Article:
“As astronauts and space travelers children puzzle over the future; as dinosaurs and princesses they unearth the past…as monsters and gremlins they make sense of the unreal.” —Gretchen Owocki
Children across the globe enjoy dressing up, monsters, ghosts, witches, sorcerers, and horror. Halloween is that time of the year to explore spooky themes that will get your students learning English, science, history, math, and culture hands-on. However, the fun does not have to end on Halloween. Feel free to use any of these wickedly awesome activities, apps, and resources throughout the year to continue to engage your young learners! (more…)
Is this your first time experiencing Halloween in a foreign country, or have you been celebrating Halloween since childhood? For those of us who grew up trick-or-treating, this Halloween tradition feels like a safe and fun thing to do. We enjoy watching kids run around in costumes because it brings back memories from our own childhood.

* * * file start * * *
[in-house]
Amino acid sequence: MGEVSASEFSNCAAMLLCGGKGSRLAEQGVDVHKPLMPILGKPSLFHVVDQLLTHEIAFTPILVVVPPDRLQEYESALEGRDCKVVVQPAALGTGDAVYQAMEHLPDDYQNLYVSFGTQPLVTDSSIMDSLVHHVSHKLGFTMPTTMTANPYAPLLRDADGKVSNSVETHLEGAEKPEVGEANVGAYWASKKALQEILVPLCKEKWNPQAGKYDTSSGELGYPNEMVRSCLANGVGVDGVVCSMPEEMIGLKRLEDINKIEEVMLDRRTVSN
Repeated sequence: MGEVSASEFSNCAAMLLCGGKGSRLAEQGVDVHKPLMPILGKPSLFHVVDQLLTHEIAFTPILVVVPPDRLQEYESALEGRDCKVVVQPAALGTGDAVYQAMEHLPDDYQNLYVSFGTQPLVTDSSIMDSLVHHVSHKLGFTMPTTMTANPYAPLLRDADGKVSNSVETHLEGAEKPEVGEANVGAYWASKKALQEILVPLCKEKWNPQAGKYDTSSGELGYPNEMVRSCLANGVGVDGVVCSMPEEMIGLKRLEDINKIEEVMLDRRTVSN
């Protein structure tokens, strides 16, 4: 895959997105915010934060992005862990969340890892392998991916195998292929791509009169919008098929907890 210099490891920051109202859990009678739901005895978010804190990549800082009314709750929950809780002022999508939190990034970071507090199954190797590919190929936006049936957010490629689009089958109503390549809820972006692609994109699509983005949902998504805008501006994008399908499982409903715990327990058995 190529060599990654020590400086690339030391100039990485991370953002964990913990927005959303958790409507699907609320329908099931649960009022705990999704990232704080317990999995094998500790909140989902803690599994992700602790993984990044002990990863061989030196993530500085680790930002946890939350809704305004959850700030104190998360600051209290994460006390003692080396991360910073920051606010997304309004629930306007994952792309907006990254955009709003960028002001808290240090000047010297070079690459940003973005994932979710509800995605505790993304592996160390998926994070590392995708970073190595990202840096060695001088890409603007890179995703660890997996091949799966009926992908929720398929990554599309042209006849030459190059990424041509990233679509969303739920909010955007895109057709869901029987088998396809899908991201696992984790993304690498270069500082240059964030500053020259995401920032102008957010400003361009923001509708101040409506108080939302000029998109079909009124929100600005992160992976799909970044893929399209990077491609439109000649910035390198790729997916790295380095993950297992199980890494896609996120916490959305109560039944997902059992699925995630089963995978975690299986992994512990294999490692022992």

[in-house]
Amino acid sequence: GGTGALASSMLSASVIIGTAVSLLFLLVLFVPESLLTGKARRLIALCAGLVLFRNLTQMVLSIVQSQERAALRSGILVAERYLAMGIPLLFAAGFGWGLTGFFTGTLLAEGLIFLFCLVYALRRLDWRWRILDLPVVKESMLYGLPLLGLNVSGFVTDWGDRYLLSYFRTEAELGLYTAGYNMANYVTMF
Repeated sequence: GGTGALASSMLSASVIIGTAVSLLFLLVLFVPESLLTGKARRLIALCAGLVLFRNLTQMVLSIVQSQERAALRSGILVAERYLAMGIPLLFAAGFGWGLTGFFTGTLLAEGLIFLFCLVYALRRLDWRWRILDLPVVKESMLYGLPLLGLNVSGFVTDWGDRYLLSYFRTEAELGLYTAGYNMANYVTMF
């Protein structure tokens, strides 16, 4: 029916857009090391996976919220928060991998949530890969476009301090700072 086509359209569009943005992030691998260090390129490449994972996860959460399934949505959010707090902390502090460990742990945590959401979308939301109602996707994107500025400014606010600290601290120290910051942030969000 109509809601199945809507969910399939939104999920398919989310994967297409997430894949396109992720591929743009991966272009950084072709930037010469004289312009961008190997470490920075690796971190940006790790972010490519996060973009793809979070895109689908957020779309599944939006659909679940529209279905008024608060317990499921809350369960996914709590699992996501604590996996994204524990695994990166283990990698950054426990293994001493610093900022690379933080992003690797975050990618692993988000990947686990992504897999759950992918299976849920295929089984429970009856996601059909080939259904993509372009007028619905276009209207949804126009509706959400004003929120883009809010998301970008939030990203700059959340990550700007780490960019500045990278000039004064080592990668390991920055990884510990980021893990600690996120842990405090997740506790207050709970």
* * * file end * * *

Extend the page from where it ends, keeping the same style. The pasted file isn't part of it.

Not all parents are familiar with this tradition, though. Many ESL parents in my neighborhood aren’t comfortable with Halloween. Some don’t send their kids to school with costumes. This may be because of religious reasons, or because they don’t know enough about the tradtion. Others allow their kids to dress up for school, but they don’t take their kids out trick-or-treating. Some people do not feel comfortable with the idea of children knocking on strangers’ doors.
I have met ESL parents in my neighborhood who think Halloween looks fun, but don’t understand how trick-or-treating works. Are you one of these parents? Don’t be afraid! Here is a step-by-step list you can follow if it’s your first time taking your kids trick-or-treating. The two English phrases your kids need to practice are “trick or treat” and “thank you.” (more…)
It’s almost Halloween! This scary, fun holiday takes place on October 31st in many countries. Many teachers will be doing Halloween activities with their classes, and this means that Halloween vocabulary will be featured a lot. Now is a good time to review some of the trickier words that scare English learners and native speakers alike!
1. COSTUME / CUSTOM
I can’t tell you how many times I’ve seen students get these two words mixed up. They’re tricky! Point out to your students that they have different pronunciations and different meanings. A costume, pronounced /ˈkɑs tjum/, is an outfit that people wear on Halloween in order to appear as someone/something else.
A custom, pronounced /ˈkʌs təm/, is a tradition or habitual action that people do.